In a presentation to councillors, the Friends of Woodhouse Moor group argued that turning a pavement into a shared-use lane on one section of the route would cause “traffic stacking” and increase danger for pedestrians.

However, the council responded by noting that the scheme will help save lives, increase safety for all road users, and improve the environment by offering more easily accessible alternatives to motor transport.

The local authority also disputed the group’s claim that the consultation process surrounding the proposals was “biased”, and pointed out that while 11 trees will be felled as part of the work on the cycle lanes, some of these are in poor health, with 33 new trees set to be planted.

Ryan joined road.cc in December 2021 and since then has kept the site’s readers and listeners informed and enthralled (well at least occasionally) on news, the live blog, and the road.cc Podcast. After boarding a wrong bus at the world championships and ruining a good pair of jeans at the cyclocross, he now serves as road.cc’s senior news writer. Before his foray into cycling journalism, he wallowed in the equally pitiless world of academia, where he wrote a book about Victorian politics and droned on about cycling and bikes to classes of bored students (while taking every chance he could get to talk about cycling in print or on the radio). He can be found riding his bike very slowly around the narrow, scenic country lanes of Co. Down.

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14 comments

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cyclisto | 9 months ago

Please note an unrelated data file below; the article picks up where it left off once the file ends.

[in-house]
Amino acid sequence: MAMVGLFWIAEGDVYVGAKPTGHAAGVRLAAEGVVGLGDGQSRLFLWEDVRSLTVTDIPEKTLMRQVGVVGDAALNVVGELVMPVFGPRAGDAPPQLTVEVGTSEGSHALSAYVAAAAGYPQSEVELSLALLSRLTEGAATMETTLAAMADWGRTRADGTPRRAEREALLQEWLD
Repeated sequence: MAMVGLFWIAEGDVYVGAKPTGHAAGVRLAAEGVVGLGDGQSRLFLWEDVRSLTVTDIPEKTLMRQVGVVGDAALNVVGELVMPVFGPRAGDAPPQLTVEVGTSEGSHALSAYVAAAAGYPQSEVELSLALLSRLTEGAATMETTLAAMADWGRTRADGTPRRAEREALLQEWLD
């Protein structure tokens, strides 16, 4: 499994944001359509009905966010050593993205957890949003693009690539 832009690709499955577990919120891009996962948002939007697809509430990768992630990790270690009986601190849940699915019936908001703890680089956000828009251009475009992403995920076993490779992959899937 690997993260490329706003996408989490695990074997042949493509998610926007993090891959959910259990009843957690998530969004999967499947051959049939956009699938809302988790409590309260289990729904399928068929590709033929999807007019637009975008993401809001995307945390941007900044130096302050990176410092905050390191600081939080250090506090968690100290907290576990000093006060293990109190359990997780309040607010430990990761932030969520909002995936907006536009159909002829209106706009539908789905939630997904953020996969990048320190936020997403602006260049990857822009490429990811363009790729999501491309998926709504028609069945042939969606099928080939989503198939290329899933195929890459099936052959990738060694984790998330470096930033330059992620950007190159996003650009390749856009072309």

0 likes

I ran along the route on google maps and I think it would be hard to use rat runs efficiently, there is no consistent alternative route.

It is indeed not very wide road as seen on Streetview, but maybe with a little expropriation and maybe 1m reduction in road space, the practical minimum 2.5m wide cycle lane for both directions could be created in one side of the road. It needs money I know, but so did car roads when built.

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chrisonabike replied to cyclisto | 9 months ago
1 like

I'm not sure rat runs necessarily have to be efficient - that may not be the most important thing driving the behaviour.  In fact it's quite probable rat running may slow traffic overall (albeit over a wider area) e.g. as you're trying to get through / into other lines of traffic.  It may also take you personally as long or longer.

I think a driver of rat-running (and of use of private transport modes in general) is the feeling of autonomy / agency.  Plus it may feel like you're making more progress if you swap slow and steady for race and then wait.

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bensynnock | 9 months ago
11 likes

Isn't this just an argument to install low traffic neighbourhood infrastructure in those rat runs?

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muhasib | 9 months ago
3 likes

Stewart Golton ran for the post of West Yorkshire Mayor in 2021, here are a couple of excerpts from his pitch at that time:

"Let’s get more investment in local bus routes, and safer walking and cycling in our neighbourhoods"

" I will use my 20 years experience in local government to work with councillors and communities to develop ‘15 minute neighbourhoods‘ to revive our town, district and village centres"

If you want the bonus round on his policies then consider what he said about HS2 in 2021:

"HS2 is an overpriced white elephant, and I will not accept that our region should wait for the delivery of HS2 before we can benefit from better local rail services"

It's almost as if the last statement was ghost writing Rishi Sunak's speech 2 years in advance. It is a delicious irony that if he is so concerned about a cycle lane on the A660 he's going to get very stressed about the possible re-emergence of the Leeds Supertram project as that goes straight up the A660 and will make the displacement of car traffic off the scale compared to the segregated cycle path.

Still it's what he campaigned for apparently....

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bensynnock replied to muhasib | 9 months ago
6 likes